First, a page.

"I will do an hour and a half today, two hours maximum," he continued, dressed head-to-toe in the red Cofidis gear, with the Danish flags of past champion on his collar. "Two days ago [Thursday - ed.], we did the piece before Arenberg [Forest] and then the rest on to Carrefour de l'Arbre, so we done almost the whole course. Then, yesterday, we just did one and a half hours. I know the course pretty well."
Hoj came close to personal glory in the "Queen of Classics" in 2002, however, last year he was forced to sit out due to a toe injury. "Last year, I did not even race. ... Once you are here, you appreciate it in a different way. I can't remember how many times I have done Paris-Roubaix, but at a certain point, you just take it for granted that you are here. Like last year, suddenly you realise that it is not going to last for ever and you had better enjoy it.
"My best memories have to the year when I thought I could bridge solo to [Johan] Museeuw, who eventually went on to win the race. However, they caught me with like 20 kilometres before the finish and Museeuw still won and, I don't know, I think I got 16th or something.
"However, it was just the feeling that I could catch him and win the race; even though I did not do it, it was that feeling. It is great when you have the feeling you are reaching for winning it is the best feeling you can have."
Six years on, he feels assured the team is able to do something good for its leader, Nuyens. "I feel convinced it is going to be a nice race and a good day."
He added that there is no team plan, "Well it is a secret," Hoj joked. "Nuyens is the best finisher. If Nick is there, of course it is going to be everyone for him. We have some other strong riders here as well. We will see what happens. Don't forget, that the classics have gone so well so far and we have a little bit less pressure than usual.
"Sylvain Chavanel had a really good Classics season," he continued, referring to the Frenchman's wins in Dwars door Vlaanderen and Brabantse Pijl. "I think he owes a lot to Nick for that. Nick made the doors open for him with his know-how. As a team, it is really fantastic to see stuff like that."
Last week, Hoj proved his strength in helping Nuyens make the key selection and finish second in his home Tour, Ronde van Vlaanderen. "We have not had our meeting yet, but I know I will be the one to look after Nuyens. I know I will be strong tomorrow and I will be able to look after him."
Finally, he revealed that bed weather is a positive factor. "Actually, I prefer rain, it is better for me because it will really chance the race. It is a completely different race when it is raining; you go much slower, it is slippery and it is much more technical."
Paris-Roubaix is the one for Eisel
By Brecht Decaluwé in Compiegne, France
In the 2006, Paris-Roubaix, after the feared Trouée d'Arenberg, a lead group of 17 riders was left including top favourites Peter Van Petegem, Fabian Cancellara, George Hincapie, Juan Antonio Flecha, Tom Boonen, and so on. A few other guys featured as well, like Joost Posthuma, Nicolas Portal and Bernhard Eisel. Most of them are dropped when the big guns start to fire, but somehow Eisel managed to hang on. The Austrian was dropped on every pavé sector, but with only nine sectors remaining, he is hung in there with Van Petegem, Boonen, Cancellara, Flecha, Gusev, Ballan and Hoste.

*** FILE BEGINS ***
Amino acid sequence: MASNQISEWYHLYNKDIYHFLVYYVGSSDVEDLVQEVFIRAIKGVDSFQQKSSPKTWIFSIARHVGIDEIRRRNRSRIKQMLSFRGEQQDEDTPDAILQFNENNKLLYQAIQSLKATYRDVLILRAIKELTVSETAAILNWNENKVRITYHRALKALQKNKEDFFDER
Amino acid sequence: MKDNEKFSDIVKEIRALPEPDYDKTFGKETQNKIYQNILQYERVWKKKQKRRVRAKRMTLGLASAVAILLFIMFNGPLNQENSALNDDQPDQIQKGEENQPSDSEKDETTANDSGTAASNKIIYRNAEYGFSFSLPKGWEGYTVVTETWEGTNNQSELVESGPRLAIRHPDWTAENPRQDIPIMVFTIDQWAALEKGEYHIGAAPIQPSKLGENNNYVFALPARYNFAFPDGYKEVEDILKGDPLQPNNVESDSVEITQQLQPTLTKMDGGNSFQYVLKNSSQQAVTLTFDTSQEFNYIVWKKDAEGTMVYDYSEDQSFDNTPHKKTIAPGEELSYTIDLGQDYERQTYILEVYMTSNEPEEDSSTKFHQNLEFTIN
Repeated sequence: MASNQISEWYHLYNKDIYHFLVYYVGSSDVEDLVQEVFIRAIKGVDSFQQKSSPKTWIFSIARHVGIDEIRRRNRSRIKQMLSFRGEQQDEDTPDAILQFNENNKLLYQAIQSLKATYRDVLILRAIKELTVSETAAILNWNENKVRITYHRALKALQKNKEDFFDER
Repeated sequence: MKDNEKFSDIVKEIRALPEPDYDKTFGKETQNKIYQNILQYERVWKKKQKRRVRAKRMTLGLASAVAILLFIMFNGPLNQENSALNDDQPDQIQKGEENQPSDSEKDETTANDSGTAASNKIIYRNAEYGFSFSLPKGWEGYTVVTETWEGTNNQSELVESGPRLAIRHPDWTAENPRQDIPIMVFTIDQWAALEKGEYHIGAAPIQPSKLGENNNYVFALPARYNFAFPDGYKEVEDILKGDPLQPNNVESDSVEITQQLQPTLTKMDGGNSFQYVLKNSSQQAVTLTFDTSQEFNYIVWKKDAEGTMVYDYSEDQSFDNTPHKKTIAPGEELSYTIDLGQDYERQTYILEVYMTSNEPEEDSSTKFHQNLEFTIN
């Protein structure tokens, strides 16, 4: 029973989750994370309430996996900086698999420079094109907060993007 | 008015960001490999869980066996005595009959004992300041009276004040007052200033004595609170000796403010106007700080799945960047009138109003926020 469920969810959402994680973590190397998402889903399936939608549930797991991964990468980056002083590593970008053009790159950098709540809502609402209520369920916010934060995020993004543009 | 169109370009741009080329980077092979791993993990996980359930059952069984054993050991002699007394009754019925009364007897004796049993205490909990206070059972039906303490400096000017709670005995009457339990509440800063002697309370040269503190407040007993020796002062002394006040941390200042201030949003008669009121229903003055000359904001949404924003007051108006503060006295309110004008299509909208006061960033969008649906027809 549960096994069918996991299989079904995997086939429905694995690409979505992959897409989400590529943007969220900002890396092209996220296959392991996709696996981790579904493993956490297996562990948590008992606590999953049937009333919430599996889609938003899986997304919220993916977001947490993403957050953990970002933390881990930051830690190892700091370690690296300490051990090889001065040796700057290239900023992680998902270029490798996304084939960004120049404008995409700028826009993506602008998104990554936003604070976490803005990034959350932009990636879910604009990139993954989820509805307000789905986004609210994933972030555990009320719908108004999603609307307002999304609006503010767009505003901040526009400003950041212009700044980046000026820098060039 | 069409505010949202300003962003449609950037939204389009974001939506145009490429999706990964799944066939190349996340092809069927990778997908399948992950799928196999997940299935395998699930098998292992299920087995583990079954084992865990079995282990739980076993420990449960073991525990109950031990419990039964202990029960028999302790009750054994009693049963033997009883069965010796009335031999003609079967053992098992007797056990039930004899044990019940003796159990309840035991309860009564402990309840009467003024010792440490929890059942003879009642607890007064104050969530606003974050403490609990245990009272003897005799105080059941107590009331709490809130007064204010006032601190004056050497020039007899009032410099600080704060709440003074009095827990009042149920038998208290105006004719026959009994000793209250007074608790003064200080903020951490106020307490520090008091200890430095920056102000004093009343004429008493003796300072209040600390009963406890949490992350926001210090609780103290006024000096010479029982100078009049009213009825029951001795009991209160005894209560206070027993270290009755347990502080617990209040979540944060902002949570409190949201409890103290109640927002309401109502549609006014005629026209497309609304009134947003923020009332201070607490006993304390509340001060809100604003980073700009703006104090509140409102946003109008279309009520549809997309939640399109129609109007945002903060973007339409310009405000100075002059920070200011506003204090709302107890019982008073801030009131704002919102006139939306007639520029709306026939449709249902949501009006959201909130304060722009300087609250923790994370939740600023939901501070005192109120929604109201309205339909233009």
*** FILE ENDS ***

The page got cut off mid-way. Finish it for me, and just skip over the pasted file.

When Cancellara accelerated on Camphin-en-Pévele nobody could follow and Eisel ended up eighth. After the disqualification of Van Petegem, Hoste and Ballan, his results improved to an official fifth place. "My trick was not to follow the big guns too long. I quickly dropped back between the cars and hung on over there. After the cobbles I could come back thanks to the cars," Eisel said to Cyclingnews two years ago.
After a disappointing 2007, Eisel is back and riding stronger this year. He hopes to confirm his talent on the cobbles of Paris-Roubaix. "It was two years ago when I was fifth, but I remember every race I did here. The first time I rode this race I wasn't in time at the finish. Nevertheless it remained one of my preferred races, like Flanders. Two years ago with a fifth place it was a different thing, and last year I had a sh***y form," Eisel explained his performance.
"I had just missed two weeks of training last year. I got sick after Algarve where I was in good form and won a stage. I couldn't race Het Volk and although I started in Kuurne, I struggled with my form," Eisel said. "This year I'm healthy and the form is much better, so I'm looking forward to the race. I've never done it in the rain, so it's going to be tougher than other years. I heard it's going to be a bit warmer than in Flanders, but it's going to be the same weather." The weather during the Ronde van Vlaanderen was horrible with the riders forced to contend with snow, hail and rain.
Eisel looked forward to a new edition of Paris-Roubaix as he described his relationship with the cobbles, "Positive. I love them! With my size and my weight I have to love them."
"I always dreamed about doing Roubaix. I don't know if it's good or bad for cycling, but there are two races in the world that everybody knows and they are the Tour de France and Paris-Roubaix," the Austrian pointed out how other races are trying to copy the Paris-Roubaix quoted French events. The Italian Eroica Tre Paschi, with a finish in Siena, is a race that is like a combination of Flanders and Roubaix, with hills and a lot of gravel roads.